Could Stanford Rape Judge Really Have His Gavel Taken Away?

“Recall efforts like these are rarely successful,” former L.A. district attorney Steve Cooley tells TheWrap of uphill battle to oust Judge Aaron Persky

Could Stanford Rape Judge Really Have His Gavel Taken Away
Left to right: Judge Aaron Persky, Brock Turner

The California judge who sentenced a former Stanford University swimmer to six months in jail for raping an unconscious woman is likely to survive the recent efforts to remove him from the bench, experts tell TheWrap.

“It’s very, very unlikely,” criminal defense attorney Mark McBride said of the possibility Superior Court Judge Aaron Persky might be ousted. “People have the right to recall judges all they want but unless you get the legal community behind it, it won’t happen.”

McBride, who’s tried many sexual assault cases, said Persky was allowed to use his discretion in handing down a sentence on 20-year-old Brock Turner that was considerably lighter than the 14-year maximum — and prompted outcry after the rape survivor’s 12-page statement from the sentencing hearing went viral.

“In this case, the judge was in his right to use his judgment,” he said.

Recalls of elected judges like Persky are usually the result of illegal activities such as accepting a bribe or failing to disclose a conflict of interest — which is not the case here.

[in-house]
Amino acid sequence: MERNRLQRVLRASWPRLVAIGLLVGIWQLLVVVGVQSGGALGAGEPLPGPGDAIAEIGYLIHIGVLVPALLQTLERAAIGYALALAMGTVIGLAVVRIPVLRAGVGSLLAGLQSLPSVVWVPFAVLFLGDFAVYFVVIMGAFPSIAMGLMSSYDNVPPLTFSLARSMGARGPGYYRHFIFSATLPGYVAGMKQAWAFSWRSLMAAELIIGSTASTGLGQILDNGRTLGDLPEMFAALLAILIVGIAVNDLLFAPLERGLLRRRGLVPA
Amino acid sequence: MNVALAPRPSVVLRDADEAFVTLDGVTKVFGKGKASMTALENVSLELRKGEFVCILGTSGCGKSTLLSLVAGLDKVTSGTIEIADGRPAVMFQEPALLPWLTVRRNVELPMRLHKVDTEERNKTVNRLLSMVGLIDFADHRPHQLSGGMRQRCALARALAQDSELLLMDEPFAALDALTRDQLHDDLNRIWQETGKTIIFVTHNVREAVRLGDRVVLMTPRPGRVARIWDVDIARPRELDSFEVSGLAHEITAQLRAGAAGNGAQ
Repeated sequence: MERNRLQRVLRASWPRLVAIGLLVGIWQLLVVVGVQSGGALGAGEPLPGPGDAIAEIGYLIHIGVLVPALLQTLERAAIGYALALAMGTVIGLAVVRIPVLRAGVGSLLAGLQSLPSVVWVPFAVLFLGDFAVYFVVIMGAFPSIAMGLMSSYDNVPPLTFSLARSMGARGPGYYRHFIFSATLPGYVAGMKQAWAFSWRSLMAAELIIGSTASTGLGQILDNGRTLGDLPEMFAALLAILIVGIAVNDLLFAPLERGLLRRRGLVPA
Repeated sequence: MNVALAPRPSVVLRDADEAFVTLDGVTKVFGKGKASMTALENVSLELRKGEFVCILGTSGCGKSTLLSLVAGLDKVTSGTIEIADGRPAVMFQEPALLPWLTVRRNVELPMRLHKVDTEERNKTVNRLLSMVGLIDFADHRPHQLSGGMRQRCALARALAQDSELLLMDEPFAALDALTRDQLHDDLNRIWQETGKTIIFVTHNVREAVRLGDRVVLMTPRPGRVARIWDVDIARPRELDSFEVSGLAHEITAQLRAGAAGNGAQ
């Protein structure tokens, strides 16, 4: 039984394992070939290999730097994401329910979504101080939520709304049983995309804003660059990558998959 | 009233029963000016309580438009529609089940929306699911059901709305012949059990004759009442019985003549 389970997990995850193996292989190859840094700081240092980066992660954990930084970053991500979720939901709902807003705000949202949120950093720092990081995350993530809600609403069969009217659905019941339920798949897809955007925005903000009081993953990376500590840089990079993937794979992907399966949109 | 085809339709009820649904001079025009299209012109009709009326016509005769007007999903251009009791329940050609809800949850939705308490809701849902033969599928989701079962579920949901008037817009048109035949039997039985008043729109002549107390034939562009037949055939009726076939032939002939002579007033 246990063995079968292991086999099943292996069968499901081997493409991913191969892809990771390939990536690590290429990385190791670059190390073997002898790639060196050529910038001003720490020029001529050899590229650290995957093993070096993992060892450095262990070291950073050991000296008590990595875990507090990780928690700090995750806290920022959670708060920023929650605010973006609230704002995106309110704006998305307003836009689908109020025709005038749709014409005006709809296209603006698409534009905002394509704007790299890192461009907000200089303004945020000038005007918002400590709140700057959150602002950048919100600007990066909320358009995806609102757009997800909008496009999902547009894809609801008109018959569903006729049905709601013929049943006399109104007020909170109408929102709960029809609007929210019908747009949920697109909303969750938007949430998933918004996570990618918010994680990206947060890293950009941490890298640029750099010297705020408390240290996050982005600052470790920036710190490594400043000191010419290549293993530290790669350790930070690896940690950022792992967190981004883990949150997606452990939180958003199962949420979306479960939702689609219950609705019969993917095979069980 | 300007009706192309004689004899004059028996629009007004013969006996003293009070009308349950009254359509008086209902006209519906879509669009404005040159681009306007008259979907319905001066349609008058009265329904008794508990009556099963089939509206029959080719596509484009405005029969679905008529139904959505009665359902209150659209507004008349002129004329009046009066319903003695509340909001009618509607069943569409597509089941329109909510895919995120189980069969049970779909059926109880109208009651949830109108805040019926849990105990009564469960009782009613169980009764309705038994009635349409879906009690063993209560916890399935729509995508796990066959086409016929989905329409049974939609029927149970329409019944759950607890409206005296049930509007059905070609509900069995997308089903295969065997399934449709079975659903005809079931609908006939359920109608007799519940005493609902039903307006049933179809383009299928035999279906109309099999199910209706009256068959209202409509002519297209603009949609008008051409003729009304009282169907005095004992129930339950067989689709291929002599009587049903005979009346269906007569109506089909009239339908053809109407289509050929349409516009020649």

“Recall efforts like these are rarely successful,” former Los Angeles district attorney Steve Cooley told TheWrap. “I don’t know of any recalls that have worked.”

The Santa Clara County Registrar of Voter’s Office, which would handle the case, told TheWrap there have been no judge recalls in their county in the last 25 years, maybe more.

According to The Marshall Project, a nonprofit news organization covering the U.S. criminal justice system, there have only been 27 attempts to recall Supreme Court justices in California since 1913, including one to recall Judge Nancy Wieben Stock for granting O.J. Simpson custody of two of his children (the recall bid was unsuccessful).

Though a petition to recall Persky has already garnered 729,145 signatures online, experts say it has no legal weight.

The only way to legally recall Persky requires filing a petition with the Santa Clara registrar’s office, which office spokeswoman Anita Torres said has not happened.

Stanford Law Prof. Michele Dauber has said she intends to launch an official recall drive, and has received $6,000 in contributions so far to support a drive to gather 58,634 signatures in 160 days.

“The victim in this case has been a close friend of my daughter since middle school,” Dauber wrote in a letter to the court. “A lenient sentence of probation or a few months in jail is simply not commensurate with the severity of the harm Brock Turner inflicted on her, nor will it deter future similar assaults at Stanford.”

But collecting that many signatures could be a challenge. “That’s not an easy thing to do, considering you have to go door to door,” Jessica Levinson, a Loyola Law professor specializing in politics, told TheWrap. “This case is different in the sense that it’s gotten a lot of media attention. So there’s always a possibility.”

Of course, there is another way to try and oust Persky: Elect someone else to his seat, a six-year term that is up this year.

Persky ran unopposed in the June 7 primary, and is also unopposed in the November 8 election unless a write-in candidate emerges. The deadline for a write-in campaign is August 17, a move that would require 600 signatures.

Pamela Chelin contributed to this report.